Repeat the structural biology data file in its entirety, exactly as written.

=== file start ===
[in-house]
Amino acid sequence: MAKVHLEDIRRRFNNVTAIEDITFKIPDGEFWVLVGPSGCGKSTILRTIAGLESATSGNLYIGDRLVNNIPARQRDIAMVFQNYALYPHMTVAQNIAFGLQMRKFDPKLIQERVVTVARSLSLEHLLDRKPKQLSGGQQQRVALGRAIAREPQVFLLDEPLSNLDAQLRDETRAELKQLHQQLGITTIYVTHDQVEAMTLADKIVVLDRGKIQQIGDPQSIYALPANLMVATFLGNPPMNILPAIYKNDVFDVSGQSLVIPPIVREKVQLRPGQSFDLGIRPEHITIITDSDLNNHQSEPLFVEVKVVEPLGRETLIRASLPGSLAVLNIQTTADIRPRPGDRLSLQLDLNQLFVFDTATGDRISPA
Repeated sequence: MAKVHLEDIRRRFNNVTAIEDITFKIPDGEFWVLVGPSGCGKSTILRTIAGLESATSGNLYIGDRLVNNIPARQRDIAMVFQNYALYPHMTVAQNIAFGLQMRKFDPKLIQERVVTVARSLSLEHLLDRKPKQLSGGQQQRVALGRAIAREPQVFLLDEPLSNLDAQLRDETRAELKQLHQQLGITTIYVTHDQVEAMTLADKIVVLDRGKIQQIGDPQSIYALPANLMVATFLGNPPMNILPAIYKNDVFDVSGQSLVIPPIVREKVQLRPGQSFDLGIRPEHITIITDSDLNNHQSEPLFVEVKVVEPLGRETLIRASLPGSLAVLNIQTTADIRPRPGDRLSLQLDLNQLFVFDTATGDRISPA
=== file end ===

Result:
[in-house]
Amino acid sequence: MAKVHLEDIRRRFNNVTAIEDITFKIPDGEFWVLVGPSGCGKSTILRTIAGLESATSGNLYIGDRLVNNIPARQRDIAMVFQNYALYPHMTVAQNIAFGLQMRKFDPKLIQERVVTVARSLSLEHLLDRKPKQLSGGQQQRVALGRAIAREPQVFLLDEPLSNLDAQLRDETRAELKQLHQQLGITTIYVTHDQVEAMTLADKIVVLDRGKIQQIGDPQSIYALPANLMVATFLGNPPMNILPAIYKNDVFDVSGQSLVIPPIVREKVQLRPGQSFDLGIRPEHITIITDSDLNNHQSEPLFVEVKVVEPLGRETLIRASLPGSLAVLNIQTTADIRPRPGDRLSLQLDLNQLFVFDTATGDRISPA
Repeated sequence: MAKVHLEDIRRRFNNVTAIEDITFKIPDGEFWVLVGPSGCGKSTILRTIAGLESATSGNLYIGDRLVNNIPARQRDIAMVFQNYALYPHMTVAQNIAFGLQMRKFDPKLIQERVVTVARSLSLEHLLDRKPKQLSGGQQQRVALGRAIAREPQVFLLDEPLSNLDAQLRDETRAELKQLHQQLGITTIYVTHDQVEAMTLADKIVVLDRGKIQQIGDPQSIYALPANLMVATFLGNPPMNILPAIYKNDVFDVSGQSLVIPPIVREKVQLRPGQSFDLGIRPEHITIITDSDLNNHQSEPLFVEVKVVEPLGRETLIRASLPGSLAVLNIQTTADIRPRPGDRLSLQLDLNQLFVFDTATGDRISPA